Which Golden Globes Best Actor Contenders Will Make the Oscar Cut?

·Writer
Captain Phillips
Captain Phillips

Leonardo DiCaprio may just win a Golden Globe on Sunday night for Best Actor – Musical/Comedy – and it still might not be enough to get him an Oscar nomination. Why? There are 10 candidates in the Globes – five in Drama and five in Musical/Comedy – and this year all 10 are deserving candidates. There's not a single pad-packers, no Johnny Depp in "The Tourist"-like selections to complain about. That makes Best Actor the most competitive category this awards season.

On the Drama side, it's a complete duke out, with Chiwetel Ejiofor edging into the lead, riding the wave of "12 Years a Slave" hype and a strong, tragic performance from a relatively lesser-known actor that anchors the entire movie. But what about Robert Redford in "All is Lost"? He is the entire cast of the movie – or castaway. And this is his swan song to prove that he's not another pretty, if rugged and creased, face. Then there's Matthew McConaughey in "Dallas Buyers Club" delivering a genuine performance rooted in a real man dying of AIDS but not before he does something. We've got it all: the rising star, the elder A-lister and the bongo-boy with the comeback story.

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And there are still two more in the Drama category: Tom Hanks for "Captain Phillips," an Oscar frontrunner who may get lift from the movie's overall popularity; and the very worthy Idris Elba, who played the title role in "Mandela: Long Walk to Freedom," a biopic that wasn't as coherent as the South African leader that inspired it.

So, even if Elba falls by the wayside, that's still three or four actors headed toward the five Oscar nominations. And – wait! – we haven't even addressed the five Comedy/Musical contenders yet.

This is an astoundingly strong year for comedies, even if there are no musicals. So the actors in this category are equally worthy. At the top is DiCaprio for "The Wolf of Wall Street," but I wouldn't discount Bruce Dern, who pours a lifetime of experience, and a recently acquired restraint, into a monumental yet incredibly human star turn in "Nebraska." It is the defining role of the septuagenarian's long career.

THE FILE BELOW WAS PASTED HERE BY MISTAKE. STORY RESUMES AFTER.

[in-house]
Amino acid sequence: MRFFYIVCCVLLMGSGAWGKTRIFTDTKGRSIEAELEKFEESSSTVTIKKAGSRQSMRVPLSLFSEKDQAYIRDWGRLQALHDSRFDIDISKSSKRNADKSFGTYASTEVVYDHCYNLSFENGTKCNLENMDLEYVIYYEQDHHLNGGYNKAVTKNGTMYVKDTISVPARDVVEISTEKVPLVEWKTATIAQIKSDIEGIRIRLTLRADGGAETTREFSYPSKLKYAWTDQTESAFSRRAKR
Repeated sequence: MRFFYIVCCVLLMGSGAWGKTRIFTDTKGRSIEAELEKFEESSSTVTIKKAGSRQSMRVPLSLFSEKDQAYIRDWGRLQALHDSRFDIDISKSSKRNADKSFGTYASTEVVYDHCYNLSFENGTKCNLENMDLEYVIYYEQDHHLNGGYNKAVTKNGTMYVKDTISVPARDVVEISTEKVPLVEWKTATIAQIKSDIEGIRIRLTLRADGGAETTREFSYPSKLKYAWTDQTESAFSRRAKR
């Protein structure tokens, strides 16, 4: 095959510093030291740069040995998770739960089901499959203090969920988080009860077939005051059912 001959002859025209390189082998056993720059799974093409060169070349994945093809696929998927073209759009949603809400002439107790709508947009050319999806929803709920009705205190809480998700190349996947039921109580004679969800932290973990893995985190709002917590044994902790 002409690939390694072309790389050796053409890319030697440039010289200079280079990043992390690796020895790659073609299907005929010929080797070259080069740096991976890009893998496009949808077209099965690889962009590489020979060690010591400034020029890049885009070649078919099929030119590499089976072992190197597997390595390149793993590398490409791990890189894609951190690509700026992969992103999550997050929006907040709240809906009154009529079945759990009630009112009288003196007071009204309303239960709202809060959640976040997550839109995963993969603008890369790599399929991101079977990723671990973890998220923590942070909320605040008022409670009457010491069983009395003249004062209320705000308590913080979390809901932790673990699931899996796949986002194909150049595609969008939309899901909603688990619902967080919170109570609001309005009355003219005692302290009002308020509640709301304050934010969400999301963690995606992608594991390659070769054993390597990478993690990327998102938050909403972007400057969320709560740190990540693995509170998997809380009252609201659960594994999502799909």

The remaining three Comedy/Musical contenders aren't slouches either: Christian Bale, the comb-over king in "American Hustle;" Joaquin Phoenix showing his softer side in "Her"; and Oscar Isaac in "Inside Llewyn Davis."

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None of these last three is a sure-thing come the Oscar nominations, although Bale, in a comic turn, may ride on the overall success of "American Hustle" in what is essentially an ensemble piece. Phoenix is absolutely brilliant but will likely fall by the wayside in this pack, and Isaac will drop off as the popularity of "Inside Llewyn Davis" wanes in the Guilds – and that's where it matters when it comes to the Academy Awards.

Last year, Daniel Day-Lewis won the Drama category at the Globes. He kept on winning, becoming the standard bearer for "Lincoln" as the movie faded despite 12 Oscar nominations. It would have taken an assassination to keep him off the stage on Oscar night.

But this year, there is not yet a frontrunner because of the very real question: Who will be the final five be that travel the red carpet at the Oscars?

Ultimately, I feel confident predicting four of the Academy Award nominees: Ejiofor, Redford, Dern and McConaughey. But then comes a Sophie's Choice: Will it be Hanks, or Bale, or DiCaprio? This is the tightest race in years among actors who all deserve to win.

The 70th Annual Golden Globe Awards, hosted by Amy Poehler and Tina Fey for a second year, will be broadcast live on NBC this Sunday night at 8 PM ET/5PM PT.